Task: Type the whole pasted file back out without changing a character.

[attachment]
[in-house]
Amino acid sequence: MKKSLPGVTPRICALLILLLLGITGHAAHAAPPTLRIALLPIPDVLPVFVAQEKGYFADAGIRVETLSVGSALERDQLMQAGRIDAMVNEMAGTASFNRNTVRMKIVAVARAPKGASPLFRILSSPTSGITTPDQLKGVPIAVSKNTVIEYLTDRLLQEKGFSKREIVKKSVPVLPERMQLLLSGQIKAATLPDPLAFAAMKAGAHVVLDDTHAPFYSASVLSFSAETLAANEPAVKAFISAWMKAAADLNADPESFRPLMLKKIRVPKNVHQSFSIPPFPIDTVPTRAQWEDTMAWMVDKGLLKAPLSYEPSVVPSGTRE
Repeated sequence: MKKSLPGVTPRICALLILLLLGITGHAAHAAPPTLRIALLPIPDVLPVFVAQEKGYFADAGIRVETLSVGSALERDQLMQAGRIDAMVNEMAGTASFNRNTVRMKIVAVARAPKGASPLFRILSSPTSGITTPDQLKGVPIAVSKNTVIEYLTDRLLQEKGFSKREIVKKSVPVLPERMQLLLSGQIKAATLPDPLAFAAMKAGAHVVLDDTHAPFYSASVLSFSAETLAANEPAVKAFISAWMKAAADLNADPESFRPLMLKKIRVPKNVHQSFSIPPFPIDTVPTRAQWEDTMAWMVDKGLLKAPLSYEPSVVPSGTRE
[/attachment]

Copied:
[in-house]
Amino acid sequence: MKKSLPGVTPRICALLILLLLGITGHAAHAAPPTLRIALLPIPDVLPVFVAQEKGYFADAGIRVETLSVGSALERDQLMQAGRIDAMVNEMAGTASFNRNTVRMKIVAVARAPKGASPLFRILSSPTSGITTPDQLKGVPIAVSKNTVIEYLTDRLLQEKGFSKREIVKKSVPVLPERMQLLLSGQIKAATLPDPLAFAAMKAGAHVVLDDTHAPFYSASVLSFSAETLAANEPAVKAFISAWMKAAADLNADPESFRPLMLKKIRVPKNVHQSFSIPPFPIDTVPTRAQWEDTMAWMVDKGLLKAPLSYEPSVVPSGTRE
Repeated sequence: MKKSLPGVTPRICALLILLLLGITGHAAHAAPPTLRIALLPIPDVLPVFVAQEKGYFADAGIRVETLSVGSALERDQLMQAGRIDAMVNEMAGTASFNRNTVRMKIVAVARAPKGASPLFRILSSPTSGITTPDQLKGVPIAVSKNTVIEYLTDRLLQEKGFSKREIVKKSVPVLPERMQLLLSGQIKAATLPDPLAFAAMKAGAHVVLDDTHAPFYSASVLSFSAETLAANEPAVKAFISAWMKAAADLNADPESFRPLMLKKIRVPKNVHQSFSIPPFPIDTVPTRAQWEDTMAWMVDKGLLKAPLSYEPSVVPSGTRE